Several dozen members of a Teamsters Union local--bolstered by a Congressional visit, picket signs, and a giant inflatable rat--have begun their second week striking two ProBuild locations in northern Illinois over health insurance, pay protections, seniority rights, and working conditions.
ProBuild employees affiliated with Teamsters Local 673 voted July 28 to reject ProBuild's final offer and have since set up a picket line on a state road near ProBuild's facility in Yorkville, Ill, the local's website reported. Teamsters working at ProBuild's Wheaton, Ill., yard also went on strike. Those two yards, plus a truss and components plant in Hampshire, Ill. constitute all of ProBuild's facilities in metropolitan Chicago.
In Denver, ProBuild's headquarters, the company issued a statement late Tuesday declaring it "continues to provide a full range of services to our customers and there has been no interruption to production or deliveries to the customers served by our Yorkville and Wheaton locations."
Even if customers haven't noticed the strike, Rep. Bill Foster did. The Illinois Democrat stopped Saturday at the strikers' headquarters tent on a state road less than a quarter mile from ProBuild's Yorkville yard to chat with workers and have his picture taken with them. The strikers also have generated attention with the giant, inflatable rat they erected near their picket line.
Local 673 secretary-treasurer Roger Kohler told ProSales in a telephone interview today that one of the union's greatest concerns involves the threat of members losing health insurance. Currently, he said, ProBuild covers employees who work at least 32 hours a week. Because the Teamsters have a guaranteed eight-hour day, if they get called in as little as four days a week they still will qualify for health coverage. Kohler said ProBuild wants to guarantee fewer hours per day, raising the possibility that a person could be scheduled to work Monday through Friday but still not rack up enough hours to get health care.
Days off is another issue. In an interview with a local labor newspaper, union steward Ryan Kiefel said ProBuild wants to take away four of 10 paid holidays that members have. ProBuild isn't open on four of those holidays and the company "wants us to be unpaid on those four days. Or, they want us to use vacation days," the newspaper quoted Kiefel as saying.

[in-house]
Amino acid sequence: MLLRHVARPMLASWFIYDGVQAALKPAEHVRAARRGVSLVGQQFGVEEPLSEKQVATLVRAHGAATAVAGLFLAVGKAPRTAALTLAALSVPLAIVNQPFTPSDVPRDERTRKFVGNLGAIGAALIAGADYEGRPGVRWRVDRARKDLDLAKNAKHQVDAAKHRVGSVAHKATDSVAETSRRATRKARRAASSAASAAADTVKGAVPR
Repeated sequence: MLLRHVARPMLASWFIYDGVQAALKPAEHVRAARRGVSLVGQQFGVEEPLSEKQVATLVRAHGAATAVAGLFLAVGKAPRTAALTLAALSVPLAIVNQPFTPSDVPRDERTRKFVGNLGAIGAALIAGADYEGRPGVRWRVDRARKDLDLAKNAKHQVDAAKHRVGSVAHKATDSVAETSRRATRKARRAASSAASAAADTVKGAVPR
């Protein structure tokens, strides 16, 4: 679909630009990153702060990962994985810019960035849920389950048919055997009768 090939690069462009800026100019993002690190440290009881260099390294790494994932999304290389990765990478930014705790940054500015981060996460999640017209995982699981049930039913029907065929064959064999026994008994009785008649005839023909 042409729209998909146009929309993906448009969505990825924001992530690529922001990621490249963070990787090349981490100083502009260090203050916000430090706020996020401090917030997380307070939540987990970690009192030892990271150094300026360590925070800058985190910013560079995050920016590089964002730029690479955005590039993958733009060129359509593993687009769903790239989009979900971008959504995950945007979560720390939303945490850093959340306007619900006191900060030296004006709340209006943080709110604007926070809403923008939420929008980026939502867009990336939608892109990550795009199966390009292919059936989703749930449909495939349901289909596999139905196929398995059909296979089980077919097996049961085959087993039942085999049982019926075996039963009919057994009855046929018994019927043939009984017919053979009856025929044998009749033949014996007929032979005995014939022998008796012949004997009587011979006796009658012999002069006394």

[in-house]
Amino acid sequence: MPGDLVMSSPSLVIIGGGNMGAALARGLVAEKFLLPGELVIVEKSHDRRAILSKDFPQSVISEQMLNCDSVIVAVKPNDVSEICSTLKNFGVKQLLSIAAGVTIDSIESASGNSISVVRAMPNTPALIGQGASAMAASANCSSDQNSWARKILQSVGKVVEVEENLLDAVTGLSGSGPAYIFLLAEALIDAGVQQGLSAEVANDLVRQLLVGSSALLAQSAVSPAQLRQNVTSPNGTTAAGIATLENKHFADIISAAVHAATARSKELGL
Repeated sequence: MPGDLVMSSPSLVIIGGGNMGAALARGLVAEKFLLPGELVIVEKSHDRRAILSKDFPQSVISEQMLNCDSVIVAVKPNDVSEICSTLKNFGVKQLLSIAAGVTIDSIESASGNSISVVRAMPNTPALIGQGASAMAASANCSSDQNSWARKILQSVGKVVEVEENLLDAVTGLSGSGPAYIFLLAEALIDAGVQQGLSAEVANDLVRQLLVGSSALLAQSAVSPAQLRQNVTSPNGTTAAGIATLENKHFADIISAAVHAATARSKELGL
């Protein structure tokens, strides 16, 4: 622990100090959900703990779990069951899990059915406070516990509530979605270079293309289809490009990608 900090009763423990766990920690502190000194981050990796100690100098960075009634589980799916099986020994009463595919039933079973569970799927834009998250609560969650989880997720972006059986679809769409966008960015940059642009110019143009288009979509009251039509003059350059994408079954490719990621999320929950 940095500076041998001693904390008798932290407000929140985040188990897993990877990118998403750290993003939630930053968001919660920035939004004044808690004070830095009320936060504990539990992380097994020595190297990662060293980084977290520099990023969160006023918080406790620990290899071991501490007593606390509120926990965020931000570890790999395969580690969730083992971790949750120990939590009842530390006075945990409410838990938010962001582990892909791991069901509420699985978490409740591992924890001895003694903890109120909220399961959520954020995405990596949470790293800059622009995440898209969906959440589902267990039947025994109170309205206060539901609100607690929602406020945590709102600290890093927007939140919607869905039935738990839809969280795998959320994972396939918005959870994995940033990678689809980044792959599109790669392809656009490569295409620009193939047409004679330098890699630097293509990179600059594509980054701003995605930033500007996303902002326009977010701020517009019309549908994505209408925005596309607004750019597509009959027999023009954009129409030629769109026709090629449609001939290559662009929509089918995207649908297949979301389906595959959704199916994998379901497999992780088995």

Union officials also said ProBuild is threatening seniority rights. At present, if ProBuild lays off union members and then decides to call them back within 12 months of the layoff date, it must bring back the union members in order based on their seniority. The Teamsters said ProBuild wants to use that system only within six months of the original layoff date, thus raising the possibility that a senior person laid off, say, seven months ago might not get called back when a job comes up and that job instead would go to a younger worker.
As for grievances, the union is protesting a change in the way ProBuild wants handling complaints. Currently, grievances go before a committee consisting of two union people not associated with Local 673 and two managers from other building material companies. The union said ProBuild wants to see its company's managers be the two selected for the committee.
Regarding the strike, ProBuild's statement said the building material dealer "has proactively worked with IBT [International Brotherhood of Teamsters] Local 673 and a mediator from the Federal Mediation and Conciliation Service to present an acceptable solution to our represented employees that reflect the challenges of our industry. Last week, union employees voted down our contract offer. ProBuild remains committed to working with the IBT Local 673 leadership to fashion an amenable resolution."
Replied Kohler in the interview with ProSales: "We have offered to sit down and talk anytime, 24/7. We still haven't had a response."
Kohler said ProBuild officials have told him that the costs they incur at their unionized yards in Wheaton and Yorkville aren't that much different than they incur at non-union facilities. "They just have that ProBuild mentality that everybody, everywhere has to do things the ProBuild way," he said.